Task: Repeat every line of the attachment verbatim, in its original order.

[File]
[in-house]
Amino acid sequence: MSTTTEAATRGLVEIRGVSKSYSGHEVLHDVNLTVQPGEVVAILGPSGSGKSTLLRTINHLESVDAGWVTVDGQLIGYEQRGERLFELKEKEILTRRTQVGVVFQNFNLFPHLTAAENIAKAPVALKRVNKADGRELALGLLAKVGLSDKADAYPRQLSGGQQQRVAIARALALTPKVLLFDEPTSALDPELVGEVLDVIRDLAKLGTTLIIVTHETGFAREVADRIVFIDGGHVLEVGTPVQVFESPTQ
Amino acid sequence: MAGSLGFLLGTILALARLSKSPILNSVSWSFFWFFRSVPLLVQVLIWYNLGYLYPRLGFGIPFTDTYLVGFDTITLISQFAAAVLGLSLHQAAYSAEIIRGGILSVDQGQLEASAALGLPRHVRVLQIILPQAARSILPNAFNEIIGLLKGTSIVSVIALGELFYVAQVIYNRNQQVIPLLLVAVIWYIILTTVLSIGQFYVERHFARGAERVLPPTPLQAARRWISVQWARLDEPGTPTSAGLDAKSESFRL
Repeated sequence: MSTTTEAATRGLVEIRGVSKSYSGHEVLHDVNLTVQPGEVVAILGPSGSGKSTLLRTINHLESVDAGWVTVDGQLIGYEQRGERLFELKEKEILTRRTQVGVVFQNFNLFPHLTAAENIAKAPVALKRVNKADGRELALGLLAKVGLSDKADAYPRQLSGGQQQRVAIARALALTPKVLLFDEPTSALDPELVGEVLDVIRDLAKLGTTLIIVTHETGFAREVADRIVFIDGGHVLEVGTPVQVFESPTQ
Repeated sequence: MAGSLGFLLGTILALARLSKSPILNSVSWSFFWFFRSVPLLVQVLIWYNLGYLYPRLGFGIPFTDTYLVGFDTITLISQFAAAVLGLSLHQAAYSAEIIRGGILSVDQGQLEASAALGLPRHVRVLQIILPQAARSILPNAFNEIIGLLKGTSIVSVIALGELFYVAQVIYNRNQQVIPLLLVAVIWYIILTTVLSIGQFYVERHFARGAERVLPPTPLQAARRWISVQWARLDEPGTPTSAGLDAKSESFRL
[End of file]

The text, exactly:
[in-house]
Amino acid sequence: MSTTTEAATRGLVEIRGVSKSYSGHEVLHDVNLTVQPGEVVAILGPSGSGKSTLLRTINHLESVDAGWVTVDGQLIGYEQRGERLFELKEKEILTRRTQVGVVFQNFNLFPHLTAAENIAKAPVALKRVNKADGRELALGLLAKVGLSDKADAYPRQLSGGQQQRVAIARALALTPKVLLFDEPTSALDPELVGEVLDVIRDLAKLGTTLIIVTHETGFAREVADRIVFIDGGHVLEVGTPVQVFESPTQ
Amino acid sequence: MAGSLGFLLGTILALARLSKSPILNSVSWSFFWFFRSVPLLVQVLIWYNLGYLYPRLGFGIPFTDTYLVGFDTITLISQFAAAVLGLSLHQAAYSAEIIRGGILSVDQGQLEASAALGLPRHVRVLQIILPQAARSILPNAFNEIIGLLKGTSIVSVIALGELFYVAQVIYNRNQQVIPLLLVAVIWYIILTTVLSIGQFYVERHFARGAERVLPPTPLQAARRWISVQWARLDEPGTPTSAGLDAKSESFRL
Repeated sequence: MSTTTEAATRGLVEIRGVSKSYSGHEVLHDVNLTVQPGEVVAILGPSGSGKSTLLRTINHLESVDAGWVTVDGQLIGYEQRGERLFELKEKEILTRRTQVGVVFQNFNLFPHLTAAENIAKAPVALKRVNKADGRELALGLLAKVGLSDKADAYPRQLSGGQQQRVAIARALALTPKVLLFDEPTSALDPELVGEVLDVIRDLAKLGTTLIIVTHETGFAREVADRIVFIDGGHVLEVGTPVQVFESPTQ
Repeated sequence: MAGSLGFLLGTILALARLSKSPILNSVSWSFFWFFRSVPLLVQVLIWYNLGYLYPRLGFGIPFTDTYLVGFDTITLISQFAAAVLGLSLHQAAYSAEIIRGGILSVDQGQLEASAALGLPRHVRVLQIILPQAARSILPNAFNEIIGLLKGTSIVSVIALGELFYVAQVIYNRNQQVIPLLLVAVIWYIILTTVLSIGQFYVERHFARGAERVLPPTPLQAARRWISVQWARLDEPGTPTSAGLDAKSESFRL